Leader of banned Christian sect sentenced to life in prison on second trial

BEIJING - The five leaders of a banned Christian sect had been under death sentence, accused of running an "evil cult" aimed at the downfall of the communist state.

But when an appelate court overturned the convictions, citing a lack of evidence, and ordered a retrial, prosecutors quickly changed tack.

At the new trial, they brought charges of more familiar crimes, better grounded in the legal system and harder to disprove. Observers say the tactic is increasingly favored as an effective way of dealing with those perceived as troublemakers by the communist government.

On Thursday, sect leader Gong Shengliang was sentenced to life in prison for rape and battery in a second trial at the Jingmen Intermediate Court, according to the Information Center for Human Rights and Democracy, based in Hong Kong.

Two other sect leaders were sentenced to life for battery, and two others were given 15-year sentences on the same charges.

The defendants immediately said they would appeal, the center said.

The case highlights the restrictions placed on religious organizations in China, which permits worship only in the government-sanctioned church. Those who join unofficial congregations and sometimes unorthodox Protestant sects such as Gong's constantly risk harassment and detention.

Against that background, the Hubei Provincial High Court's Sept. 22 decision to overturn the convictions on charges including "using an evil cult to undermine the enforcement of the law," was extraordinary.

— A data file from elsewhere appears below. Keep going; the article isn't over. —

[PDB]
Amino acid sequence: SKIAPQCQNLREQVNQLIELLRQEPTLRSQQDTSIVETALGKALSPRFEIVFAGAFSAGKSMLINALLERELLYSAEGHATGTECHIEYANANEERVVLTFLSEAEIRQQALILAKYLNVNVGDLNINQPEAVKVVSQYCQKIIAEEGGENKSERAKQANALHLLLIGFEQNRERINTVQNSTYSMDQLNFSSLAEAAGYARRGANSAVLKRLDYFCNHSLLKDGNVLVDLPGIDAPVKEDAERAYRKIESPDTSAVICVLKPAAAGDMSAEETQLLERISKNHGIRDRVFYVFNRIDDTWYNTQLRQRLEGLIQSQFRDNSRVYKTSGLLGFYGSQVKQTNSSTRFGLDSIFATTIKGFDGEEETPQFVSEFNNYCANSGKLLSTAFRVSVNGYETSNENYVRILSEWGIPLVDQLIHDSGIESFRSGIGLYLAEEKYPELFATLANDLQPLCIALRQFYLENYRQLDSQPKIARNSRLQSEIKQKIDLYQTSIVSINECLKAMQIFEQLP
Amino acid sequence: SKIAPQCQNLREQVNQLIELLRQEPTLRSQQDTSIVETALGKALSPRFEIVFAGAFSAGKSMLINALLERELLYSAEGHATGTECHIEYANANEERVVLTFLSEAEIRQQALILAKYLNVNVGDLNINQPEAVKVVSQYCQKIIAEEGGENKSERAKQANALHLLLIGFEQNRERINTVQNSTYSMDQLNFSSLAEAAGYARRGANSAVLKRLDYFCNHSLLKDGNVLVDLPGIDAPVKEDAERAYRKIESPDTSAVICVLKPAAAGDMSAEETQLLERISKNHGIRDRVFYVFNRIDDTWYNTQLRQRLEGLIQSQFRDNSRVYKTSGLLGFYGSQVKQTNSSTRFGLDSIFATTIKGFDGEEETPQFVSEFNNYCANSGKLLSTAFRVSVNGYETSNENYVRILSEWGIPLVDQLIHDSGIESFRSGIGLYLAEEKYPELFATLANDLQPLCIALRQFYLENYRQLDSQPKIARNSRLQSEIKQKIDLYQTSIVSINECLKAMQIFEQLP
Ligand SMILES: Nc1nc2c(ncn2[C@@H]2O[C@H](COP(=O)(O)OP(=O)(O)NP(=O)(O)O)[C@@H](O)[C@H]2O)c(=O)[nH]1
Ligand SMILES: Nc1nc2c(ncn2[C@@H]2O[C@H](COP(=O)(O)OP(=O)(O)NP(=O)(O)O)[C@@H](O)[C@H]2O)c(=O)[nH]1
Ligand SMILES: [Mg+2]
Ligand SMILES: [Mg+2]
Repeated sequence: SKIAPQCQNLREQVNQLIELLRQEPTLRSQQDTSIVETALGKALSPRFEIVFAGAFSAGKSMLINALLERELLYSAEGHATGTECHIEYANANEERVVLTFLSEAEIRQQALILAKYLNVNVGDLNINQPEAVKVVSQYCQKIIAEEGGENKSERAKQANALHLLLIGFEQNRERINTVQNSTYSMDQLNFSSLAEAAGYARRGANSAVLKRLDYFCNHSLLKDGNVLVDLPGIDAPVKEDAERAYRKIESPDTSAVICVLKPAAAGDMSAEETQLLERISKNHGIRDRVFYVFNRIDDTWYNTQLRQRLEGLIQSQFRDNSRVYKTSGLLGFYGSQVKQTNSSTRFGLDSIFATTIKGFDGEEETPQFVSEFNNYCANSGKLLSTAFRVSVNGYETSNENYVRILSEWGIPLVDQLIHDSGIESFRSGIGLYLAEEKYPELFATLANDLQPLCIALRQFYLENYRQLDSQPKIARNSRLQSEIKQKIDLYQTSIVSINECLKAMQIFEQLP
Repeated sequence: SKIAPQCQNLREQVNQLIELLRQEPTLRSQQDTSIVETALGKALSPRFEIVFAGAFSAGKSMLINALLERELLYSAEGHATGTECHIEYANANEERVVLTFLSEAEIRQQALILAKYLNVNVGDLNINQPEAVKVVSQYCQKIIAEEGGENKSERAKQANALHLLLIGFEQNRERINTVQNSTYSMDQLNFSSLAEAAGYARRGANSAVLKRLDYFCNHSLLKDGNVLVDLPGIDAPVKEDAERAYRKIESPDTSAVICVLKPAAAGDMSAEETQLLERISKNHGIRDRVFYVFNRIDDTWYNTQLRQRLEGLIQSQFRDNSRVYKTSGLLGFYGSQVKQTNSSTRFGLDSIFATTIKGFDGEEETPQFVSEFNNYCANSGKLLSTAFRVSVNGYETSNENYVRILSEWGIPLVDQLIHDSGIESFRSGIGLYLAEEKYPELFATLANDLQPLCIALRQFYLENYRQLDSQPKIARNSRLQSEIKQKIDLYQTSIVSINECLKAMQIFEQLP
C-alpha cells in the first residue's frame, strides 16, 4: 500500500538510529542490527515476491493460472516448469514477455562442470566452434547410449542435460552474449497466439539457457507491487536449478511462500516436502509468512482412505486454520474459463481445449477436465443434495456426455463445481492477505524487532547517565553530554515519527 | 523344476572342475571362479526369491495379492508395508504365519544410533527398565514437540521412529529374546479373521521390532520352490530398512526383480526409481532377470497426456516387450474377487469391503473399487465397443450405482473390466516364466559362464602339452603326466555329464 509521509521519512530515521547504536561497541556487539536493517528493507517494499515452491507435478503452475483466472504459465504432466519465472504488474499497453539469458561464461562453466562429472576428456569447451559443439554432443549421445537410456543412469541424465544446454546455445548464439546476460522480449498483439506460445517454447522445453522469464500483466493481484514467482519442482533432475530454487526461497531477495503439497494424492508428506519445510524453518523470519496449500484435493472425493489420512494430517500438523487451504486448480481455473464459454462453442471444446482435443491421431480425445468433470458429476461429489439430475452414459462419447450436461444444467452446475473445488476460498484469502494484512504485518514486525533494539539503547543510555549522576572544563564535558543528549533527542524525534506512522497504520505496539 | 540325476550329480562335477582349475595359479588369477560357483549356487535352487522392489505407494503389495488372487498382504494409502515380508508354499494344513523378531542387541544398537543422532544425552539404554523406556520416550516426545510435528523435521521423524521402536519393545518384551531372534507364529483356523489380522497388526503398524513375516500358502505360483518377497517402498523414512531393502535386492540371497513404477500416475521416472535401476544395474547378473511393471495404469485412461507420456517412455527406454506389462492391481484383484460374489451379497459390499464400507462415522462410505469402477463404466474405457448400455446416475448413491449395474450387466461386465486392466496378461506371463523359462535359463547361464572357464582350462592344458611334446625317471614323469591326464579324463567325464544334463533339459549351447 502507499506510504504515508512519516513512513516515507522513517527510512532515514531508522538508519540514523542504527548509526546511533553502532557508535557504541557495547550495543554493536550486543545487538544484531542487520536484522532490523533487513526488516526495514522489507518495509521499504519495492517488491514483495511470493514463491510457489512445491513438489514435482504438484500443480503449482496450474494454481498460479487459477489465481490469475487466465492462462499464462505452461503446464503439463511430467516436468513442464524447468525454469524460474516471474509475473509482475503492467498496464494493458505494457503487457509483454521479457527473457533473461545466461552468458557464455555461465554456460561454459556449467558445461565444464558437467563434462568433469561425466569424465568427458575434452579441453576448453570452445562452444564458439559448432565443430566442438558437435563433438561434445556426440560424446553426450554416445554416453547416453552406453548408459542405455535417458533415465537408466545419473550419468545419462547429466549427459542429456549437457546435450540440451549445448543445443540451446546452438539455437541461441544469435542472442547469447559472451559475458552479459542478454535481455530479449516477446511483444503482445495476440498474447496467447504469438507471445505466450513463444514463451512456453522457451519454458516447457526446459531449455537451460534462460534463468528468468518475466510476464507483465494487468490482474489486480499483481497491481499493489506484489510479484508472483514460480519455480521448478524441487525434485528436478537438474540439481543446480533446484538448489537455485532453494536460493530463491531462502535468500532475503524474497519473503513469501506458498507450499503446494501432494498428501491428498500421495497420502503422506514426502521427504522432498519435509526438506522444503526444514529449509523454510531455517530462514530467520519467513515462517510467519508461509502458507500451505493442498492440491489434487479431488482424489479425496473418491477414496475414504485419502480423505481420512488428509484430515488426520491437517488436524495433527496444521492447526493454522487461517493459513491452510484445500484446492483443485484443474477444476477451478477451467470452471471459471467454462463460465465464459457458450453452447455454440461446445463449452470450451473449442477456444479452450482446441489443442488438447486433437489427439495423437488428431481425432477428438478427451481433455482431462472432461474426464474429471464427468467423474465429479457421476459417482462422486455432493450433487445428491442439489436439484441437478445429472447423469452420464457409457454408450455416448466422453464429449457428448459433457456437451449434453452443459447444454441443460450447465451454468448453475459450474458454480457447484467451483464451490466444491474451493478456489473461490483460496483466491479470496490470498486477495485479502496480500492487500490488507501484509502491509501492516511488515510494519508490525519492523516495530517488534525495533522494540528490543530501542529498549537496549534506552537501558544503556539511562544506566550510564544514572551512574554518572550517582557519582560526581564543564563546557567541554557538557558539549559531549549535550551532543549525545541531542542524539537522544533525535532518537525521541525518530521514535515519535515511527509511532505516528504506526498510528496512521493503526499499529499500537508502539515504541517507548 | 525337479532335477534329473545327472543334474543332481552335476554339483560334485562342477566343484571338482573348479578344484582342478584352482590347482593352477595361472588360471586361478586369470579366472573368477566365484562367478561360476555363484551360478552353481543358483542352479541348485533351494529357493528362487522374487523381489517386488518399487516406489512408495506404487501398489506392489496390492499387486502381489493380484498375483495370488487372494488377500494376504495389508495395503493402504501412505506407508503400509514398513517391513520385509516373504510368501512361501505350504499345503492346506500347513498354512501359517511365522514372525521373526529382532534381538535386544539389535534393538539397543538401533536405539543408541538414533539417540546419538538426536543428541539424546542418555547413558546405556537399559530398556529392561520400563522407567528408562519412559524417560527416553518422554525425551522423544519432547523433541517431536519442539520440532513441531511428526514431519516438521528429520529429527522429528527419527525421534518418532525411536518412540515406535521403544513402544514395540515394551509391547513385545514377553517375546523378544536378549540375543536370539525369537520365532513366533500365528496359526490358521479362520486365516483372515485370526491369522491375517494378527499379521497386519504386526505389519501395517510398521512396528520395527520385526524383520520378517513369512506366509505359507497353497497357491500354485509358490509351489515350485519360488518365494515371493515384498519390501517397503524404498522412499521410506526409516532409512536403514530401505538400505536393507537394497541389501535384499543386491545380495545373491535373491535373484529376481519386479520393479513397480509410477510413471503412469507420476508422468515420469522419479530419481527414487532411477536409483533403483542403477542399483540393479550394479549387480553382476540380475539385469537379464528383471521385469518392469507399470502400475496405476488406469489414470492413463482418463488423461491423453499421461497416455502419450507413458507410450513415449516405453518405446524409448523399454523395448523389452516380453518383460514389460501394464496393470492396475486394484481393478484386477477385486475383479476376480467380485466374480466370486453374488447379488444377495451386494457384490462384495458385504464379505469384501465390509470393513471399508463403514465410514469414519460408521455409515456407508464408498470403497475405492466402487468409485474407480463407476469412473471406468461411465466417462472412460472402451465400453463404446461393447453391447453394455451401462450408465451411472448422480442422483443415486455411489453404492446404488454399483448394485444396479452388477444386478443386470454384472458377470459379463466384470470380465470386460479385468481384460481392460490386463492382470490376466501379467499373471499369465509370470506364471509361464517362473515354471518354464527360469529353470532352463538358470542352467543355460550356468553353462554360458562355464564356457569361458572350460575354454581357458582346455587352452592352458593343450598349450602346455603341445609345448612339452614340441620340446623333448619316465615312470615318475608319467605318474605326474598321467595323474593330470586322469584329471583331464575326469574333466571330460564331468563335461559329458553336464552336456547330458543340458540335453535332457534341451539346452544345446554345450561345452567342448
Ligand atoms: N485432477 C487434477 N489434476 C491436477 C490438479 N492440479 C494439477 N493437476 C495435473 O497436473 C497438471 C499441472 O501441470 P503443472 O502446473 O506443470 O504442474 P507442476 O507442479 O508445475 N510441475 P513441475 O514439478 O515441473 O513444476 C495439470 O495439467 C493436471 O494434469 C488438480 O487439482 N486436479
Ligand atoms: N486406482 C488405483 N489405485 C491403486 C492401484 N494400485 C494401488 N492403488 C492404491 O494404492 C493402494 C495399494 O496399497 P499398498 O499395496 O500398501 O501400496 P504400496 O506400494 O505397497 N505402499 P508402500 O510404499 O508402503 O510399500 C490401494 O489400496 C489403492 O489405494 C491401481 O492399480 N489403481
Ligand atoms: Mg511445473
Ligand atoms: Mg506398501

Observers said that might have resulted from a debate within the Chinese justice system over the appropriateness of vague, sweeping cult and state security charges.

"The methods are diversifying away from cult legislation and toward economic and criminal prosecutions as a way of attacking such groups," said Xiao Qing, Executive Director of New York-based Human Rights in China.

External pressure may also have been a factor.

The administration of U.S. President George W. Bush has repeatedly issued concerns over religious persecution in China. With Chinese President Jiang Zemin to make a visit to the United States this month, China may have wanted to temper its treatment of religious dissidents.

The new trial for Gong and the four others — co-defendants Li Ying, Xiu Fuming, Hu Yong and Gong Bangkun — began Wednesday, said a Beijing-based activist, Japheth Shaw.

Shaw said the lawyer for the group had been given no advance notice of the charges being brought or the evidence to be presented.

For the second trial, the cult charges were dropped, the center said. However, additional charges of rape and battery that were part of the first trial were refiled, and prosecutors again won a conviction on those accusations.

According to documents filed at the first trial, Gong was accused of raping several female sect members and ordering the beatings of followers who feuded with the church leadership over doctrine and finances.

Church followers said Gong, 46, denied the charges. They claimed police tortured women into testifying against him.

Gong established the South China Church in 1991 and it grew over a decade to encompass some 50,000 members spread through 10 provinces in eastern and central China.

China labeled the church an "evil cult," part of an ongoing campaign against the outlawed Falun Gong spiritual sect and other groups seen by the Communist Party's leadership as challenging its political monopoly.

Gong and his co-defendants were arrested by the Bureau of State Security in April 2001, and were convicted last December in a first trial.

In a telephone interview, Gong's younger sister said she and other relatives were beaten by police on Thursday when they tried to catch a glimpse of the defendants outside the Jingmen Intermediate Court.

"I was hit with a stick by a policeman until he knocked me to the ground. Then they pushed us all the way back, shouting and swearing," said the sister, who identified herself only as Miss Gong.

The court's press office said it had no information on the trial.

Court and government officials have declined all comment on the case, although it has been reported on extensively by highly reliable sources in the religious and human rights community. The retrial, like the original one, was apparently held behind closed doors.